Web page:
BlackRock Android Malware Caught Robbing Private Data From Hundreds Of Popular Apps

blackrock malware

New Android malware has surfaced that has an extensive range of data theft capabilities. BlackRock, as the malware is known, has targeted 337 Android applications. The threat was first seen in May and was discovered by security research firm ThreatFabric. According to the research firm, BlackRock is derived from the code of Xerxes banking malware.

Xerxes itself is a strain of the LokiBot Android banking trojan. The code for Xerxes malware was made public around May 2019. The big news for BlackRock is that it has additional features compared to both of its ancestors. Its additional features are particularly focused on the theft of passwords and credit card information.

credentials targets per category

Functionally, BlackRock works just as most Android banking Trojans do, though it's able to target more apps than its predecessors. The malware can steal login credentials, including usernames and passwords, and can prompt victims to enter payment card details if the targeted apps support financial transactions.

According to ThreatFabric, BlackRock uses overlays that are geared towards phishing data from financial and social media/communications apps. There are overlays meant to phish data from other types of applications including apps for dating, news, shopping, productivity, and lifestyle. The full list of features that the malware leverages to steal user data includes:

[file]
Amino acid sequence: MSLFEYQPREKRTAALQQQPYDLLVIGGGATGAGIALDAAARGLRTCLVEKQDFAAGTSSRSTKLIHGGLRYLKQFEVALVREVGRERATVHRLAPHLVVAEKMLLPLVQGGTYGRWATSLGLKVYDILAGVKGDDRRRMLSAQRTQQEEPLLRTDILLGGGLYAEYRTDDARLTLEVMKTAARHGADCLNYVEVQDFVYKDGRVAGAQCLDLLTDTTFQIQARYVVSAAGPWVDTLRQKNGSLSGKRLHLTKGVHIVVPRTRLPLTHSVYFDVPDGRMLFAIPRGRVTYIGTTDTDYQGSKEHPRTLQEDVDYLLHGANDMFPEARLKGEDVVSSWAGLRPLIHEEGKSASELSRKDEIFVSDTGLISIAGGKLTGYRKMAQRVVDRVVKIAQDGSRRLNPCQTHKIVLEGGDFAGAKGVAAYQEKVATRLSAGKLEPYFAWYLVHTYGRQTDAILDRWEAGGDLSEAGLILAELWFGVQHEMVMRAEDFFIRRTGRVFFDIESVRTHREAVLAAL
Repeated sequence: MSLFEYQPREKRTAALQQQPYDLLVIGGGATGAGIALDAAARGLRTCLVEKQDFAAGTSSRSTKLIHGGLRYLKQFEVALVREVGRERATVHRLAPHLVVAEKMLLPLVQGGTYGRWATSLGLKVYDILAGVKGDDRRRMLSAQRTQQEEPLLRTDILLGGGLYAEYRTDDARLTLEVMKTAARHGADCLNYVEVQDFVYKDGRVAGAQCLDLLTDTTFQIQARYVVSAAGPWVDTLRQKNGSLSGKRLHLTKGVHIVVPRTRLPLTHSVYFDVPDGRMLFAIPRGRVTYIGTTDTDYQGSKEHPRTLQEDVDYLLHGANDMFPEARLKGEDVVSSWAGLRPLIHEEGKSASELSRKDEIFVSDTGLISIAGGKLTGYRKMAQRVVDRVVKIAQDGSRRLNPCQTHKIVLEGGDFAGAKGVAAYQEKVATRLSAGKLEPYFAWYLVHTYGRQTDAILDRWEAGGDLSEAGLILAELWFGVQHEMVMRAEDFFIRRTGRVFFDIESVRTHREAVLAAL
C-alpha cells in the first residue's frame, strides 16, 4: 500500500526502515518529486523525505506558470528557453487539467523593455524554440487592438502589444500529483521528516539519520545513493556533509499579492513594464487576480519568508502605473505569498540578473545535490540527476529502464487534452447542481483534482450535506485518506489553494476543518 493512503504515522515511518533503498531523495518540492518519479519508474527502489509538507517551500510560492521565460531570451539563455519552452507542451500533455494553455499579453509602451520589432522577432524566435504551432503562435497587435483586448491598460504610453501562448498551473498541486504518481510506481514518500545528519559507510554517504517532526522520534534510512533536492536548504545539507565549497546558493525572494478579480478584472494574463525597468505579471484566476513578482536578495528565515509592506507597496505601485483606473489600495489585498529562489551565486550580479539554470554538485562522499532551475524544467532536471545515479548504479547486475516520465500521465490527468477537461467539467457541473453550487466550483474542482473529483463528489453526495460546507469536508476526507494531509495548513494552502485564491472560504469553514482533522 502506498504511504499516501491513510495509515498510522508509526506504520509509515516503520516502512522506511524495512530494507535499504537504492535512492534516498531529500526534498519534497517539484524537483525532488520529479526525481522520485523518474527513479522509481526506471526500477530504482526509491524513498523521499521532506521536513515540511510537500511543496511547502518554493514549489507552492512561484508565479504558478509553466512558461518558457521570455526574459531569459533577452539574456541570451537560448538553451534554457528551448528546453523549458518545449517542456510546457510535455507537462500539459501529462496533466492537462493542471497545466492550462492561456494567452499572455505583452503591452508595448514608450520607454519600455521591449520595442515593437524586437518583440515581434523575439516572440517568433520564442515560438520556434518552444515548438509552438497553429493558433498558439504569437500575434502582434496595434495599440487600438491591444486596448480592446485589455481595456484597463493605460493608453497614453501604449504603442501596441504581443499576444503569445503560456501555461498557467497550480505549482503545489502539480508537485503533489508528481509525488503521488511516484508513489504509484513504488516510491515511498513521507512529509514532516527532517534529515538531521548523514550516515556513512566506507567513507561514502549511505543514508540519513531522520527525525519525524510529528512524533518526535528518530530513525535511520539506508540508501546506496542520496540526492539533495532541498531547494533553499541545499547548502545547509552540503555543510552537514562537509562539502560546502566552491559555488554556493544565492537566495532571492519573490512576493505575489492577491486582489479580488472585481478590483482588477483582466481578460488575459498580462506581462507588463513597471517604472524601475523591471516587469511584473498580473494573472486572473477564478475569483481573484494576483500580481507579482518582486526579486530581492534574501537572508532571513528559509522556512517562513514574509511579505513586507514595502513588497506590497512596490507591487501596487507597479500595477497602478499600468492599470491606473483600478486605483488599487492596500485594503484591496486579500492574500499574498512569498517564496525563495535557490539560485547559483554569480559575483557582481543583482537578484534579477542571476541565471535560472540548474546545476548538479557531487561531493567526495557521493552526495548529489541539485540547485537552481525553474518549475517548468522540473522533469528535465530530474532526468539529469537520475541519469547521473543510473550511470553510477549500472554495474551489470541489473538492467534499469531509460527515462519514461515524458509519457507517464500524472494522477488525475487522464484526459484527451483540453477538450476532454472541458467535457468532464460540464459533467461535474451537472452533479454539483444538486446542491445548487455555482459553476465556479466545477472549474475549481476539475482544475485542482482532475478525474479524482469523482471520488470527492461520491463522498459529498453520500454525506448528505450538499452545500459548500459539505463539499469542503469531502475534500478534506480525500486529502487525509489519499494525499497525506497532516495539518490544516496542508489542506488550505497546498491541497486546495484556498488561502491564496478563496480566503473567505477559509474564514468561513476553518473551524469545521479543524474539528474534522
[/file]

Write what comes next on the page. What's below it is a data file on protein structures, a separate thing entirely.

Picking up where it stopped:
• Overlaying: Dynamic (Local injects obtained from C2)
  • Keylogging
  • SMS harvesting: SMS listing
  • SMS harvesting: SMS forwarding
  • Device info collection
  • SMS: Sending
  • Remote actions: Screen-locking
  • Self-protection: Hiding the App icon
  • Self-protection: Preventing removal
  • Notifications collection
  • Grant permissions
  • AV detection

One notable feature of BlackRock is that once an infected app is installed, it asks the user to grant access to the Accessibility feature allowing it to automate tasks and perform taps on the user's behalf. The Trojan is able to perform the following actions once given Accessibility access:

  • Intercept SMS messages
  • Perform SMS floods
  • Spam contacts with predefined SMS
  • Start specific apps
  • Log key taps (keylogger functionality)
  • Show custom push notifications
  • Sabotage mobile antivirus apps, and more

ThreatFabric warns that BlackRock is distributed disguised as a fake Google update package via third-party websites. As of this writing, the trojan hasn't been seen on the official Google Play Store. Earlier this month, the Joker Android malware was seen on the Google Play Store running premium billing scams.